stories have helped to broaden the scope of the book, adding new original source material to what was already published.
It is not just the stories of boys’ own experience that have been developed but also those of families at home, the nervous, sometimes panic-stricken, parents who fought to get sons released from the forces. Their correspondence with the military authorities is analysed in greater detail, throwing new light on the official attitude to underage soldiering, as well as the plight of parents, many of whom had already lost one or more sons in the war. In particular, as voluntary recruitment slumped in the summer of 1915, the degree to which recruitment sergeants harried and chased boys into the forces has been further explored, with remarkable hitherto unpublished stories.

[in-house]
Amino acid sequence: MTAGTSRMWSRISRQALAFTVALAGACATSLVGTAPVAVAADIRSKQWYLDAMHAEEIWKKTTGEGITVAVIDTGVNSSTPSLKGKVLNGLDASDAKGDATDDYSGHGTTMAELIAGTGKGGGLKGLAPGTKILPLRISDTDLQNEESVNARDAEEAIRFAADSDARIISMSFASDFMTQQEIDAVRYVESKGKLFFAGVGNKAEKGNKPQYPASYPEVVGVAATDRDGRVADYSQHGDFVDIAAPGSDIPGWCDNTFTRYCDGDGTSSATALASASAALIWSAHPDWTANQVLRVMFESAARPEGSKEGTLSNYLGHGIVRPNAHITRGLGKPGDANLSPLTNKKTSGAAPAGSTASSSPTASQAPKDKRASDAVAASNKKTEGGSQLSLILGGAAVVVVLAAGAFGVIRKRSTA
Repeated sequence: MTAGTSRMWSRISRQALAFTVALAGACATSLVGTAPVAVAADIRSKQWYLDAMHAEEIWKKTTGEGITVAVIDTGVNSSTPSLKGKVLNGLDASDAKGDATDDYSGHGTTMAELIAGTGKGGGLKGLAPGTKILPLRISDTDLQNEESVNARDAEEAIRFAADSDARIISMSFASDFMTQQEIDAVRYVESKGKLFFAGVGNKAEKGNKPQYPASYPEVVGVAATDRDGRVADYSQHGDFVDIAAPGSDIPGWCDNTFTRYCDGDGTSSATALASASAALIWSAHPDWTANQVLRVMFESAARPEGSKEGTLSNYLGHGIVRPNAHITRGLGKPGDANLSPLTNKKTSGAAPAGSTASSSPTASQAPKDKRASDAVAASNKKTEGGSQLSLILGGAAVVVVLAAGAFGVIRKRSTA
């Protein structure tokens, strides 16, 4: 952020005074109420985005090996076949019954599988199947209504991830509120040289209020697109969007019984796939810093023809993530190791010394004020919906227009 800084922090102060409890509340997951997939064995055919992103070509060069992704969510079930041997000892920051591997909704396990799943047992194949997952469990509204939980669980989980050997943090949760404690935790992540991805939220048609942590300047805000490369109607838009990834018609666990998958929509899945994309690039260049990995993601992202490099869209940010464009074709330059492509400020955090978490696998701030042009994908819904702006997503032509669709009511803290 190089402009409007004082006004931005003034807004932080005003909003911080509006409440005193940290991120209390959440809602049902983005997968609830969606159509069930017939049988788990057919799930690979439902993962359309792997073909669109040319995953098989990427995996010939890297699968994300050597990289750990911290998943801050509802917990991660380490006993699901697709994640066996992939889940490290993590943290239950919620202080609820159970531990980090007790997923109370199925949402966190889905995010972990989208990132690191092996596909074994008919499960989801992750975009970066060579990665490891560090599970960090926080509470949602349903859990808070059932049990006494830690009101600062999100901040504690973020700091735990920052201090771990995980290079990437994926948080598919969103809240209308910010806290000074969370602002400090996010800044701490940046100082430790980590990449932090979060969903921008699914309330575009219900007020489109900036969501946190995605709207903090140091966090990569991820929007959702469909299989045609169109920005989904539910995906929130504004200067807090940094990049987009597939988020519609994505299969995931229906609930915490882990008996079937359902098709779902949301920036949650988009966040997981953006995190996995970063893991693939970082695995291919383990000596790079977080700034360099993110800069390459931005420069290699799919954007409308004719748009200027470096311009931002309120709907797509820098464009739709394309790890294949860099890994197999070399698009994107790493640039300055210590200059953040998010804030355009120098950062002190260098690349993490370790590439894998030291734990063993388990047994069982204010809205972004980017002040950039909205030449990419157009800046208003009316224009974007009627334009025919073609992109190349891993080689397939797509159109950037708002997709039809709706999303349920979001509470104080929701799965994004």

During the course of my research, I studied in depth the service records held at the National Archives, in particular the pension records (WO364), from which I extracted the histories of 2,046 lads discharged as having made a ‘mis-statement’ about their age. Within this number, I also identified details of 251 boys who served in a theatre of war while under age. From the size of the sample and from the wealth of information collected, it has been possible to make the first-ever assessment of their service as a group or class, not just as individuals. Fascinating patterns emerge. What was the difference between stated and true age? What proportion of all underage soldiers was discharged quickly or managed to serve overseas? When did they enlist and did the numbers ebb and flow depending on external factors, such as news of enemy atrocities? What was their average height and weight, where did they come from, and what were their jobs? How long did they serve overseas and does the evidence point to boys who were unable to cope? These and many other questions will be examined for the first time.